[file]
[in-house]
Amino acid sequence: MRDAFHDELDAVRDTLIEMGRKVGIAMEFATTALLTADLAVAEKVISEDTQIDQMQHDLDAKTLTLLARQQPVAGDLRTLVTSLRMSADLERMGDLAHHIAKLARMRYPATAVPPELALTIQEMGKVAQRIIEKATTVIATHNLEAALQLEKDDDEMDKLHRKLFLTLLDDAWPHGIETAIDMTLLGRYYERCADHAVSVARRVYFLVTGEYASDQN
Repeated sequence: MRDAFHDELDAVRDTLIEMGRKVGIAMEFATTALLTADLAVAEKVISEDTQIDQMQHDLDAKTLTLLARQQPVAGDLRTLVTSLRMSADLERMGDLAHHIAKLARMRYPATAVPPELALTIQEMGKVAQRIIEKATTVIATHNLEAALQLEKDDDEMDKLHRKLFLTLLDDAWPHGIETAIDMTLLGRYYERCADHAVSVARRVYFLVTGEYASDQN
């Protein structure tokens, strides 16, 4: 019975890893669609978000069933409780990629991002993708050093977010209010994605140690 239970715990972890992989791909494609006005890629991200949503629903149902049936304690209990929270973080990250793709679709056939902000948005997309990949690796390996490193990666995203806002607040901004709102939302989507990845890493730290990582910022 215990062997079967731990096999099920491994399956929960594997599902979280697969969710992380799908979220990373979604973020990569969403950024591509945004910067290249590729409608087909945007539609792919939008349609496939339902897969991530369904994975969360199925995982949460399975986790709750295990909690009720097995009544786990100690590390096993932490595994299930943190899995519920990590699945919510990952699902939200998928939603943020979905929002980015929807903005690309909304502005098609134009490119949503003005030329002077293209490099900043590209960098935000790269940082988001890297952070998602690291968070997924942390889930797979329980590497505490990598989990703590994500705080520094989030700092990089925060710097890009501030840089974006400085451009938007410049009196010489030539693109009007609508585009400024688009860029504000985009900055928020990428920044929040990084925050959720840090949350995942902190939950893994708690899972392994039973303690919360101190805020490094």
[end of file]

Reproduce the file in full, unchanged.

[in-house]
Amino acid sequence: MRDAFHDELDAVRDTLIEMGRKVGIAMEFATTALLTADLAVAEKVISEDTQIDQMQHDLDAKTLTLLARQQPVAGDLRTLVTSLRMSADLERMGDLAHHIAKLARMRYPATAVPPELALTIQEMGKVAQRIIEKATTVIATHNLEAALQLEKDDDEMDKLHRKLFLTLLDDAWPHGIETAIDMTLLGRYYERCADHAVSVARRVYFLVTGEYASDQN
Repeated sequence: MRDAFHDELDAVRDTLIEMGRKVGIAMEFATTALLTADLAVAEKVISEDTQIDQMQHDLDAKTLTLLARQQPVAGDLRTLVTSLRMSADLERMGDLAHHIAKLARMRYPATAVPPELALTIQEMGKVAQRIIEKATTVIATHNLEAALQLEKDDDEMDKLHRKLFLTLLDDAWPHGIETAIDMTLLGRYYERCADHAVSVARRVYFLVTGEYASDQN
């Protein structure tokens, strides 16, 4: 019975890893669609978000069933409780990629991002993708050093977010209010994605140690 239970715990972890992989791909494609006005890629991200949503629903149902049936304690209990929270973080990250793709679709056939902000948005997309990949690796390996490193990666995203806002607040901004709102939302989507990845890493730290990582910022 215990062997079967731990096999099920491994399956929960594997599902979280697969969710992380799908979220990373979604973020990569969403950024591509945004910067290249590729409608087909945007539609792919939008349609496939339902897969991530369904994975969360199925995982949460399975986790709750295990909690009720097995009544786990100690590390096993932490595994299930943190899995519920990590699945919510990952699902939200998928939603943020979905929002980015929807903005690309909304502005098609134009490119949503003005030329002077293209490099900043590209960098935000790269940082988001890297952070998602690291968070997924942390889930797979329980590497505490990598989990703590994500705080520094989030700092990089925060710097890009501030840089974006400085451009938007410049009196010489030539693109009007609508585009400024688009860029504000985009900055928020990428920044929040990084925050959720840090949350995942902190939950893994708690899972392994039973303690919360101190805020490094």